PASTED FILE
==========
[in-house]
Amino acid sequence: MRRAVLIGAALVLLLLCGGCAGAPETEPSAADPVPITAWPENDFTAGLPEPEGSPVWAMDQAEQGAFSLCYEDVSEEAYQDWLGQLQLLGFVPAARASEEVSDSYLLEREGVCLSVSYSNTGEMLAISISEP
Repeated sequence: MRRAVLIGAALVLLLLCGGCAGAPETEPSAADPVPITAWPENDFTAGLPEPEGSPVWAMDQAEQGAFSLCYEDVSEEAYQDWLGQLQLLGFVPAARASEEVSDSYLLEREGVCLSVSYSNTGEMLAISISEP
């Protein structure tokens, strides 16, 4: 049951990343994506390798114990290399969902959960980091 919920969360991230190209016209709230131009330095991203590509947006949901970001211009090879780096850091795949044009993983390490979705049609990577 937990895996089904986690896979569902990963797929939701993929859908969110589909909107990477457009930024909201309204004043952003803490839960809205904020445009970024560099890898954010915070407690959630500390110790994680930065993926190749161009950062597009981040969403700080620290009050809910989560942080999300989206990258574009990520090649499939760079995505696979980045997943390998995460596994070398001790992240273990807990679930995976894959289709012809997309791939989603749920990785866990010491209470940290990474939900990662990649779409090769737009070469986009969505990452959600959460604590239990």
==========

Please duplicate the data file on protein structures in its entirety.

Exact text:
[in-house]
Amino acid sequence: MRRAVLIGAALVLLLLCGGCAGAPETEPSAADPVPITAWPENDFTAGLPEPEGSPVWAMDQAEQGAFSLCYEDVSEEAYQDWLGQLQLLGFVPAARASEEVSDSYLLEREGVCLSVSYSNTGEMLAISISEP
Repeated sequence: MRRAVLIGAALVLLLLCGGCAGAPETEPSAADPVPITAWPENDFTAGLPEPEGSPVWAMDQAEQGAFSLCYEDVSEEAYQDWLGQLQLLGFVPAARASEEVSDSYLLEREGVCLSVSYSNTGEMLAISISEP
């Protein structure tokens, strides 16, 4: 049951990343994506390798114990290399969902959960980091 919920969360991230190209016209709230131009330095991203590509947006949901970001211009090879780096850091795949044009993983390490979705049609990577 937990895996089904986690896979569902990963797929939701993929859908969110589909909107990477457009930024909201309204004043952003803490839960809205904020445009970024560099890898954010915070407690959630500390110790994680930065993926190749161009950062597009981040969403700080620290009050809910989560942080999300989206990258574009990520090649499939760079995505696979980045997943390998995460596994070398001790992240273990807990679930995976894959289709012809997309791939989603749920990785866990010491209470940290990474939900990662990649779409090769737009070469986009969505990452959600959460604590239990």